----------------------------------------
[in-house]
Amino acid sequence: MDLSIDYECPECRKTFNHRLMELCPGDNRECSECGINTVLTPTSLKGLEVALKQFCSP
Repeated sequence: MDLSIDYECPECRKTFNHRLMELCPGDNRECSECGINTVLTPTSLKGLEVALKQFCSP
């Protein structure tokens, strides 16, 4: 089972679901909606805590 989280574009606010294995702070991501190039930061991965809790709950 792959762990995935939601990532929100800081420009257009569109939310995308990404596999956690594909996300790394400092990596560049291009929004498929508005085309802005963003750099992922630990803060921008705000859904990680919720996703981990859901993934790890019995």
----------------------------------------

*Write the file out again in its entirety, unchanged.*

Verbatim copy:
[in-house]
Amino acid sequence: MDLSIDYECPECRKTFNHRLMELCPGDNRECSECGINTVLTPTSLKGLEVALKQFCSP
Repeated sequence: MDLSIDYECPECRKTFNHRLMELCPGDNRECSECGINTVLTPTSLKGLEVALKQFCSP
């Protein structure tokens, strides 16, 4: 089972679901909606805590 989280574009606010294995702070991501190039930061991965809790709950 792959762990995935939601990532929100800081420009257009569109939310995308990404596999956690594909996300790394400092990596560049291009929004498929508005085309802005963003750099992922630990803060921008705000859904990680919720996703981990859901993934790890019995």